We had a few ideas to pursue when 2020 opened a year ago.
As example, we mused maybe our local politicians would think twice on their junkets. They don’t call them junkets, of course. Instead, it’s seminars, conventions, meet and greets, networking and whatever other name they hope will look good to taxpayers and voters. Before you say we are being miserly, let’s mention a point or two.
First, we think it entirely appropriate elected officials take every opportunity to learn something. Gosh knows, some of them really need it. It’s actually often said in those lofty circles that sadly, the people who need teaching the most, never take it. And of course, it’s the same people who think they need such education the least.
It is also entirely appropriate volunteers of boards like libraries and museums funded by local governments also take every opportunity for learning and expanding horizons, at taxpayer cost.
And, like elected counterparts, they should be paid for meetings too.
All too often, a councillor or some such will prattle about keeping an eye on the spending. Then be the first to vote themselves a raise, a bigger expense account or a “important networking” trip to Madagoosecow. Pinching pennies when it comes to improving the capacity of volunteers is shameful.
We don’t mind trips. We simply don’t like paying for glorified adventures and holidays to places like Victoria, Halifax, Quebec City or in fact, any place outside of Alberta. Peace River, Valleyview, and Falher, to name only a few, are fine and dandy as far as we are concerned. COVID lockdowns have a silver lining. Suddenly, there are no more such junkets even to Banff or Jasper. Tsk!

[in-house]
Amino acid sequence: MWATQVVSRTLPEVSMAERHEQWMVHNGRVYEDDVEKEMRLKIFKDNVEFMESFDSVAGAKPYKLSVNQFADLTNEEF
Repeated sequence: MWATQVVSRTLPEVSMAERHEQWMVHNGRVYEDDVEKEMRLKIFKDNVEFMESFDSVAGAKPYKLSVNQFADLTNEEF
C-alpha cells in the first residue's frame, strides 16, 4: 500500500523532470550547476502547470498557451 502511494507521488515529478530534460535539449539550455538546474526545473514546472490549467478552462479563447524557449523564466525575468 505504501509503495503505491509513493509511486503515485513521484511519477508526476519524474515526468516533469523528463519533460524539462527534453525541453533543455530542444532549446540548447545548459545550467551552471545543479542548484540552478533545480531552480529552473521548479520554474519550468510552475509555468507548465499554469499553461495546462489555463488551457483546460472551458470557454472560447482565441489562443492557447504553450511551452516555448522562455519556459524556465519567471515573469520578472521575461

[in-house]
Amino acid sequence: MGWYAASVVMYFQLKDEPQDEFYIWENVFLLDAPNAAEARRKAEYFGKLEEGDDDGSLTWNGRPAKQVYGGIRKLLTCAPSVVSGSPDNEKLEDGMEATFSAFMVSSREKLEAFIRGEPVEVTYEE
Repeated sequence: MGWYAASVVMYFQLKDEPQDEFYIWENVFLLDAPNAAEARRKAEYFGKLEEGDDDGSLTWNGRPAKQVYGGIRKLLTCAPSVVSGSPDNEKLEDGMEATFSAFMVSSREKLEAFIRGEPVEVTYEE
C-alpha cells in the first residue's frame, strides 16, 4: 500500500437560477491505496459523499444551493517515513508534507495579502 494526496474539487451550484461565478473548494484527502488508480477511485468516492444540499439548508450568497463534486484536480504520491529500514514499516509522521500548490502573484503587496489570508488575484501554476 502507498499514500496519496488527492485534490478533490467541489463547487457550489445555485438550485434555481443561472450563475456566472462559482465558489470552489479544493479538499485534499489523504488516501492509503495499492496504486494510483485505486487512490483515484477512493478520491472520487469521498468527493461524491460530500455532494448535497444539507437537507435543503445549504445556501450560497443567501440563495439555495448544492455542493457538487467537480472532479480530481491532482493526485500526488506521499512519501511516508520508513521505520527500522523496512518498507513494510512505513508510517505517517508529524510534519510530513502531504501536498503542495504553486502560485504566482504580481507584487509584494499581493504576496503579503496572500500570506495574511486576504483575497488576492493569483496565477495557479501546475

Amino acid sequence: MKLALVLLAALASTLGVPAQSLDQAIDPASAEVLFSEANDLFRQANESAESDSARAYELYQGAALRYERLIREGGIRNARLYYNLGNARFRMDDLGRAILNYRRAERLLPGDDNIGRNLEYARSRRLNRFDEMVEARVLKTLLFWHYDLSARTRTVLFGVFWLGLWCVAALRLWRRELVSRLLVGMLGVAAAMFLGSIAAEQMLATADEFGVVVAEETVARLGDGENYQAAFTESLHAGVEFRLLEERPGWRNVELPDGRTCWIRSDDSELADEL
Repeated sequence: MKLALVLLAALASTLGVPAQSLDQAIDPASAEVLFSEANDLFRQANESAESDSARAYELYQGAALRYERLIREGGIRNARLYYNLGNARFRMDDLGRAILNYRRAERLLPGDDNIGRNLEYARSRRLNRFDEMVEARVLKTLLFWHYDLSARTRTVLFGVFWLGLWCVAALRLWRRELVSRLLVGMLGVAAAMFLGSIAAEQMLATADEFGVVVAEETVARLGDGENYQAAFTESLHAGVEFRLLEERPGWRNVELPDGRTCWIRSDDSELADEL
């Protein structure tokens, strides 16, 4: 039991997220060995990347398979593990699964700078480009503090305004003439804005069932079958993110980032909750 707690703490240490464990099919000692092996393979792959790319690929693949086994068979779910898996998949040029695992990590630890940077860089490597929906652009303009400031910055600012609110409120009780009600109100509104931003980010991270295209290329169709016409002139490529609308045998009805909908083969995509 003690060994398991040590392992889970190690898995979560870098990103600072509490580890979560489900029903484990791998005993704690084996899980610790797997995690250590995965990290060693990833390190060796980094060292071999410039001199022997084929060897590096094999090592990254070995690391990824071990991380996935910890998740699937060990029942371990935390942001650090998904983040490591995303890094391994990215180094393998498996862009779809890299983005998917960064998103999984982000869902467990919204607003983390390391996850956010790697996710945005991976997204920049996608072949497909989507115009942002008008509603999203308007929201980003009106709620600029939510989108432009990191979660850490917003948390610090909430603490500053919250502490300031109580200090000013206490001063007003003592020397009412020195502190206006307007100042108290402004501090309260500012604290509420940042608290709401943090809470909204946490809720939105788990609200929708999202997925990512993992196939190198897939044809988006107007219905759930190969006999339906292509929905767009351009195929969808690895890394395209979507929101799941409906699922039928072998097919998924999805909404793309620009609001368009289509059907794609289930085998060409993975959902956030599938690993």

It’s good to know taxpayers will be saving a few dollars, each and every one of us. Right?
Moving along, a year ago we considered the upcoming year of 2020. We had no clue Covid was already working its way around the planet. So, we had hopes Alberta would, finally, see a recovery from low oil prices. Little did anybody know, in a few months, around the world, there would be stock market collapses, oil prices in negative territoty, and countless businesses and industries forced to lock their doors.
Make no mistake. 2020 was a catastrophic 2020 for so many. We have lost our jobs. We have lost friends and family. We have lost events, celebrations, reunions and so much more. Even with vaccines being rolled out around the world, it isn’t over yet. As was demonstrated so vividly in 2020, the future really can be unpredictable.
Many say Covid will accelerate trends already happening, but happening so slow we did not really appreciate their significance. Online shopping. Working from home. Changes happening in retail. Gatherings and travel. Immigration and demographic trends. The future of Alberta’s energy industry. It might indeed take another year, or more, to see where these roads all lead.
2020 was a year of doors closing. We have hopes 2021 will be a year of moving forward, recovery, and new doors opening for many of us.